There has been some debate as to the sites of water sorption and the extent of coverage, particularly with regard to the participation of sites along the polypeptide backbone. Even the amount of "bound" water has been difficult to define unambiguously. The physical properties of water interacting with proteins have been studied with a variety of techniques, including dielectric relaxation methods (see Chapter 4), infrared and NMR spectroscopy, Rayleigh scattering of Mossbauer radiation (RSMR) (see Chapter 5), hydrodynamic methods as well as thermodynamic measurements (see reviews by Kuntz and Kauzmann , Edsall and McKenzie , Rupley and Careri , Luscher-Mattli , and the volume of "Methods in Enzymology" edited by Hirs and Timasheff ). Most methods provide some estimate of the amount of water that interacts with the protein and that has structural or dynamic properties, as measured by the particular technique, that are different from those of bulk water. This water is termed either hydration water or "bound" water. Attempts by Finney and Poole  to rationalize the literature on this subject led them to the following conclusion: "The amount of bound water is a function of the method used to examine it and probably also of the form of the sample used."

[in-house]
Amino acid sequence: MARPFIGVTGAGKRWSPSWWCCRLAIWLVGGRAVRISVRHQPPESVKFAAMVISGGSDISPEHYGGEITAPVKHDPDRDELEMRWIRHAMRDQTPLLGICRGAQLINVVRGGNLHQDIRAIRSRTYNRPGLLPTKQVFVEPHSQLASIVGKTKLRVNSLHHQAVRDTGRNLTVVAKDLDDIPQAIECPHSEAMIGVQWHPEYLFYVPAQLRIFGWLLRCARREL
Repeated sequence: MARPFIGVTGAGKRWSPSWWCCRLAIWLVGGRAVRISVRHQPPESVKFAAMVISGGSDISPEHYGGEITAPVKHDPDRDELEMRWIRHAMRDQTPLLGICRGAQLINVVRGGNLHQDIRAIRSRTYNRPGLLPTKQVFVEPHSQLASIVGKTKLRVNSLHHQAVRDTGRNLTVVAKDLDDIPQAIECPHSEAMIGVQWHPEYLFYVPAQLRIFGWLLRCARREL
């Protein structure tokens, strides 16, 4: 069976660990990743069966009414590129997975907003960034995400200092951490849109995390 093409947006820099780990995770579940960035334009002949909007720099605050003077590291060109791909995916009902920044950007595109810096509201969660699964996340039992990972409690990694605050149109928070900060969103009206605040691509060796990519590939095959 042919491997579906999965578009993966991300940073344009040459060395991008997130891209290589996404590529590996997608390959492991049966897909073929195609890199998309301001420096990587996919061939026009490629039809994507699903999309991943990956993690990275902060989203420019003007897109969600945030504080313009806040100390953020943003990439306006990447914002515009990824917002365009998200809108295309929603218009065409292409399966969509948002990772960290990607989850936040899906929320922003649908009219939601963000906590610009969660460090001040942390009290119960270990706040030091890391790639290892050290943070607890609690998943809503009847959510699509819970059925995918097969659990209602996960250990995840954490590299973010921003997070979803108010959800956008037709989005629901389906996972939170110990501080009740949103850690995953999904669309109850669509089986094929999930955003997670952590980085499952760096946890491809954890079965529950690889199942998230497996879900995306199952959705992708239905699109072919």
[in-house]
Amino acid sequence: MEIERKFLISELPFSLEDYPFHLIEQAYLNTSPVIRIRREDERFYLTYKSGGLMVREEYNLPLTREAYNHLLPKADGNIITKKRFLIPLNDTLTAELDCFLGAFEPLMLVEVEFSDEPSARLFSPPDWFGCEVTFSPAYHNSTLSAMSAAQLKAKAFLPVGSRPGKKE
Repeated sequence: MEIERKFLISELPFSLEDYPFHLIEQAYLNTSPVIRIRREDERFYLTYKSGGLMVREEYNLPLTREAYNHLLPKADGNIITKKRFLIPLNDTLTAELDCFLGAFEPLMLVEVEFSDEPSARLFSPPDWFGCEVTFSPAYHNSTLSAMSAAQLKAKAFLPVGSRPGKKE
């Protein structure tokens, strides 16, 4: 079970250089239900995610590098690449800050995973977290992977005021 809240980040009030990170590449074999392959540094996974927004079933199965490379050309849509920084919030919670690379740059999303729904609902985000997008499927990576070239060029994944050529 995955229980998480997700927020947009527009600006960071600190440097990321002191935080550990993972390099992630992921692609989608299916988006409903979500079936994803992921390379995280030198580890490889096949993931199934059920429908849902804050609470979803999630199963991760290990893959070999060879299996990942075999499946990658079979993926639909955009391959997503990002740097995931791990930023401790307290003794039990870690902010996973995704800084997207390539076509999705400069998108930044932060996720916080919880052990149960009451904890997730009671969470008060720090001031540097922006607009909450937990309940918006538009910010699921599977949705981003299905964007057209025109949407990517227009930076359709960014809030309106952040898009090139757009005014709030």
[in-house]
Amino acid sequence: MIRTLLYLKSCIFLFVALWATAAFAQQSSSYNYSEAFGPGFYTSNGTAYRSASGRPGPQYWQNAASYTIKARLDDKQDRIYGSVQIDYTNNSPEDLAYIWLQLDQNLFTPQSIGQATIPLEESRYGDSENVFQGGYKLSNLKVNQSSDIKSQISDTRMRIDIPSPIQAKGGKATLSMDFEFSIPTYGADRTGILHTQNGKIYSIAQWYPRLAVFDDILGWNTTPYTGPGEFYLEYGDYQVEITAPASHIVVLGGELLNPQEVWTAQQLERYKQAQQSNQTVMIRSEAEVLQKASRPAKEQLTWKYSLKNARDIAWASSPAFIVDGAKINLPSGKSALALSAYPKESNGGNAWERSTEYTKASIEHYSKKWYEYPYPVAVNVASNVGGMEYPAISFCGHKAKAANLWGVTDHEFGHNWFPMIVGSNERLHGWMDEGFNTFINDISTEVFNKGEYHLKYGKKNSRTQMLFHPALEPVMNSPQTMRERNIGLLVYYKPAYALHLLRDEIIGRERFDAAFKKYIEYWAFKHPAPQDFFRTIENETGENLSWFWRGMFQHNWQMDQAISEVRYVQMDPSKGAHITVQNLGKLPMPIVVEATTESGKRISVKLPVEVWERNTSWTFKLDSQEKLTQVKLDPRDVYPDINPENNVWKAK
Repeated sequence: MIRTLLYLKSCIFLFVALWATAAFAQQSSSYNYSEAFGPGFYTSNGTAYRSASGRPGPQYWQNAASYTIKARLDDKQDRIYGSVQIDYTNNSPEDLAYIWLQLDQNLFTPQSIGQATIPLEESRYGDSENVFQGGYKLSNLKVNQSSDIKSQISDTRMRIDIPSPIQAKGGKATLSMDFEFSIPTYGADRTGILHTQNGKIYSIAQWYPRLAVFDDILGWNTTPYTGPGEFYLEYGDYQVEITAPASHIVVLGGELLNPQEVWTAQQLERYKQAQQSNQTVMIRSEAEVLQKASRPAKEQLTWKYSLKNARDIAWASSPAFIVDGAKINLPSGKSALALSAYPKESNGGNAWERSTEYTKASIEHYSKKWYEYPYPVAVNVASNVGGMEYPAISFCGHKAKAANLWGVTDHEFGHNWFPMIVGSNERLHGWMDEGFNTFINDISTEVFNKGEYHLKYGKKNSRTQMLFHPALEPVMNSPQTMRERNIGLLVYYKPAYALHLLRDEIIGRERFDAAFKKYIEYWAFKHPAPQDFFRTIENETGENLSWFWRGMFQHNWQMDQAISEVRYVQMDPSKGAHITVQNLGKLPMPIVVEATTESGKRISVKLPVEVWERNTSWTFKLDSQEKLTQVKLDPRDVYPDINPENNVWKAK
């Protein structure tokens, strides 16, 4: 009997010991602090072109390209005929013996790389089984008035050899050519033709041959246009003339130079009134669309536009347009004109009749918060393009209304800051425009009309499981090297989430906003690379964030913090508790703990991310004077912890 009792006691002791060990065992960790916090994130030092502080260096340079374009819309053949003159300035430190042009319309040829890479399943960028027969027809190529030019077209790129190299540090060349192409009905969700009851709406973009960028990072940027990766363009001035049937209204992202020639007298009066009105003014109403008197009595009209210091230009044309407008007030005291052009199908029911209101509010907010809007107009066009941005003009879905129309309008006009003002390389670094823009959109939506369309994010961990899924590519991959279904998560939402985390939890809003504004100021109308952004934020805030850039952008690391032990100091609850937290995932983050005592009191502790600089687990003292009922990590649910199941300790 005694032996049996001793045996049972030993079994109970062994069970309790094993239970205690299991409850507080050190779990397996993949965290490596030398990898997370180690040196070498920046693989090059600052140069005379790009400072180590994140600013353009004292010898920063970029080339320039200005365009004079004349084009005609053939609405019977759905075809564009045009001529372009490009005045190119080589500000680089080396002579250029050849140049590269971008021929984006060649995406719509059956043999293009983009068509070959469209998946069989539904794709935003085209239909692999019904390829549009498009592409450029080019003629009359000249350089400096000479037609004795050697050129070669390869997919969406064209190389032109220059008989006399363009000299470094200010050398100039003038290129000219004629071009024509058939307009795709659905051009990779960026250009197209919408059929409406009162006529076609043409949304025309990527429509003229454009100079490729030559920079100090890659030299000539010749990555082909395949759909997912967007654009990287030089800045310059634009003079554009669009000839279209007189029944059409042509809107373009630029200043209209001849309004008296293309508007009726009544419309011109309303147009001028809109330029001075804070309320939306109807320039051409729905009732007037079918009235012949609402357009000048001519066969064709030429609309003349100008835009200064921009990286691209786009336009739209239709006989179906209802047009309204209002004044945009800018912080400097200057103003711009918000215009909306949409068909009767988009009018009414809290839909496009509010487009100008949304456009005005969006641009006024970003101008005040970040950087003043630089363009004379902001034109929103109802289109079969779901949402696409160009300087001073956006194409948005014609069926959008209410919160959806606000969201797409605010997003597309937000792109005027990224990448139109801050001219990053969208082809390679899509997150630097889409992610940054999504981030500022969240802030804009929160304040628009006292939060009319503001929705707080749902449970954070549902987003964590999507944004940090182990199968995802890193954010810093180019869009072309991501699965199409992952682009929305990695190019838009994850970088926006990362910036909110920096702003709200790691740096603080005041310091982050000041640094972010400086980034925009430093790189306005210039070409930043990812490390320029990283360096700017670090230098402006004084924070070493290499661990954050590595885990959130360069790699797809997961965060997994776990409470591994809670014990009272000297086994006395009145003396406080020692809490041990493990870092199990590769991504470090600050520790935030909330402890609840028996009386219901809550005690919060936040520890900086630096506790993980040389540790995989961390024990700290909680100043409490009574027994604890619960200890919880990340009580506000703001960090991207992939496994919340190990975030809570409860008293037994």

In this section, we examine the picture of sequential hydration developed by Rupley and Careri . Although the general picture that has emerged is reasonably consistent and many correlations between the results from different techniques are found, several issues remain to be fully resolved. Recent infrared results  cast some doubt on the interpretation of changes in the amide I band on hydration and the identification of some of the sorption sites. Finney and Poole  also interpret the heat capacity data somewhat differently from Rupley, which leads to a different estimate of the water necessary to cover apolar regions of the protein surface.
There are several critical hydration levels in the adsorption isotherm that mark the onset of important processes. Recovery of surface and internal mobility is obviously of particular importance, and we discuss this later in a separate section. Here, we group together three important and interesting hydration-dependent phenomena—recovery of enzymatic activity, proton percolation, and "nonfreez-ing water."
A. Infrared Spectroscopic Studies of Protein Hydration